By Michael McGowan

The Fourth Industrial Revolution continues to take hold of the global economy, and the need for reskilling American workers has never been more urgent. Roles in the workplace are shifting dramatically, as new technology both eliminates and creates new jobs. According to the World Economic Forum, “75 million jobs are expected to be displaced by 2022 in 20 major economies. At the same time, technological advances and new ways of working could also create 133 million new roles.”

The results? Significant skills gaps that hamper an organization’s ability to succeed in the rapidly changing world. In a new edX survey, more than a third of respondents reported a lack of proficiency in at least one new skill/subject area of a job they’ve held, yet nearly half said they were uncomfortable asking their employers for help.

Although gaps in data and digital skills are of concern to most businesses today, many of the skills gaps we see in our daily work pertain to the softer business skills. People need help working with each other in effective and productive ways, such as:

  • Coaching team members as a leader
  • Navigating conflict
  • Influencing others and culture without authority
  • Communicating effectively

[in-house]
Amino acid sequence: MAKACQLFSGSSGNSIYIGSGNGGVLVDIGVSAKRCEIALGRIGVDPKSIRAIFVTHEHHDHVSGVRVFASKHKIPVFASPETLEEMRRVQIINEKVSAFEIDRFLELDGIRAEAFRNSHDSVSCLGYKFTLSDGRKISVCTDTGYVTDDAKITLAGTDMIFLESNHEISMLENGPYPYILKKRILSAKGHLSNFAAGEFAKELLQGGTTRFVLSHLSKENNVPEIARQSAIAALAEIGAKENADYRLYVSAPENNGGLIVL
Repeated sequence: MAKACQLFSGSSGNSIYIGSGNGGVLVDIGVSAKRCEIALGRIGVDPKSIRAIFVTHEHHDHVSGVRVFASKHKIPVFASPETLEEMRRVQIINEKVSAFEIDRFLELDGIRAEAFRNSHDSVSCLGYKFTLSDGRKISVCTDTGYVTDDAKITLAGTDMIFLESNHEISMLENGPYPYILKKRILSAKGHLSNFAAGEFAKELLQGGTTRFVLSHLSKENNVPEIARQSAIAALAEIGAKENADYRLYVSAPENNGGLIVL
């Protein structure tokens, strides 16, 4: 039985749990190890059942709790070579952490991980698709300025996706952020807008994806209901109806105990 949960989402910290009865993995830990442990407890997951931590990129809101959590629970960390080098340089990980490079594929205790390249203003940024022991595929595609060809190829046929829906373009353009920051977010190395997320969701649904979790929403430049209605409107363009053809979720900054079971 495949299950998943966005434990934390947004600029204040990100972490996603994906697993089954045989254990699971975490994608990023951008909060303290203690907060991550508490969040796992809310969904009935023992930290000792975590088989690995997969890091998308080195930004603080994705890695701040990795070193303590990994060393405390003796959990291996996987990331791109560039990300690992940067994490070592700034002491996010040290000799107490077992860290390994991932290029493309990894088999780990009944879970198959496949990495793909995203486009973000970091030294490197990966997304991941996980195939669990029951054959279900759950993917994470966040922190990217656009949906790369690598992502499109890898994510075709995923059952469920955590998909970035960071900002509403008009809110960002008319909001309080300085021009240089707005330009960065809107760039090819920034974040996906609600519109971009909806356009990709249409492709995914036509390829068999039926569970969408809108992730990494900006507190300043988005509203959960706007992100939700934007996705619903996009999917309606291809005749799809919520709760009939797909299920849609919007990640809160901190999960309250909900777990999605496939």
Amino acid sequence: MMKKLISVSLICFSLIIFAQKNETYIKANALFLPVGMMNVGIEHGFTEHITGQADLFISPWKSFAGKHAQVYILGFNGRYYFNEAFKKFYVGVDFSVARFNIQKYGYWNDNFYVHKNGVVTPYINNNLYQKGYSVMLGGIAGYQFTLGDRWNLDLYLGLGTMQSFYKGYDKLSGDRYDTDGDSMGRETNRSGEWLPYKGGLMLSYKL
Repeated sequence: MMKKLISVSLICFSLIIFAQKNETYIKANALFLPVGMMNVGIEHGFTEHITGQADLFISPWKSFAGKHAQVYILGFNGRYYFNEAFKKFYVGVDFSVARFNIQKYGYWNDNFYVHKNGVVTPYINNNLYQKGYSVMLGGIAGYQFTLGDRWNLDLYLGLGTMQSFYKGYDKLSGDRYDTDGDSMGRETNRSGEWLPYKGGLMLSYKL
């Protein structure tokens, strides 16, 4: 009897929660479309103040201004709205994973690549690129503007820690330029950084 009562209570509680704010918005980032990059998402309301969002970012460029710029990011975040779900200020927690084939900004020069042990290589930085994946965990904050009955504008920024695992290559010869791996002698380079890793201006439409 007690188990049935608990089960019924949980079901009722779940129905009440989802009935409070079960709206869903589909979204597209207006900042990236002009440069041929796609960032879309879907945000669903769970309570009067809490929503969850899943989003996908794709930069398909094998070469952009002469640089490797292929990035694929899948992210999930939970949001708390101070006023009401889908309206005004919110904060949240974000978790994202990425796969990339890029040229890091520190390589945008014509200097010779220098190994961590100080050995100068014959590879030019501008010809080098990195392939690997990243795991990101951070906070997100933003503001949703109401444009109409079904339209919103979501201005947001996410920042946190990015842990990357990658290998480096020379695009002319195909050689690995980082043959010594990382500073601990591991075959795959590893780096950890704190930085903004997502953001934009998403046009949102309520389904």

• Building strong teams

In fact, a recent study from the Society for Human Resource Management  indicates the most commonly reported skills shortages are less about hard business skills and more about critical thinking/problem-solving, professionalism/work ethic, leadership, written communications, and collaboration.

The dearth of these skills, combined with the fluidity and pace of change, require new approaches to learning and development. It’s no secret that most people are time-constrained and learn best through experience. The learning and development world long ago deemphasized elongated traditional classroom-style learning in favor of action-based, problem-solving, and hands-on skills workshops. Also, technology affords us tremendous opportunities to develop the masses in a cost-effective manner. However, technology alone is not an effective way to develop leaders. That’s why the concept of flipped learning continues to gain favor in corporate learning circles to address the time and technology challenges learning and development professionals face.

The idea of flipped learning is to deliver the core content (usually reading or videos online) before the hands-on classroom activities, then using the classroom as more of an active, peer-driven learning environment rather than a time for teacher-led instruction. This model addresses the way people learn today and the time constraints that most modern workers face.

Promoting learning in a way that maximizes the time and effort involved contributes to an agile culture throughout the organization, enabling leaders and employees to anticipate change and adapt quickly. And with a record-low unemployment rate and the most competitive talent market in decades, reskilling is a critical strategy for talent retention. As businesses continue to grapple with an uncertain and rapidly changing world, they will need to actively address skills gaps to pave the way for the future of work.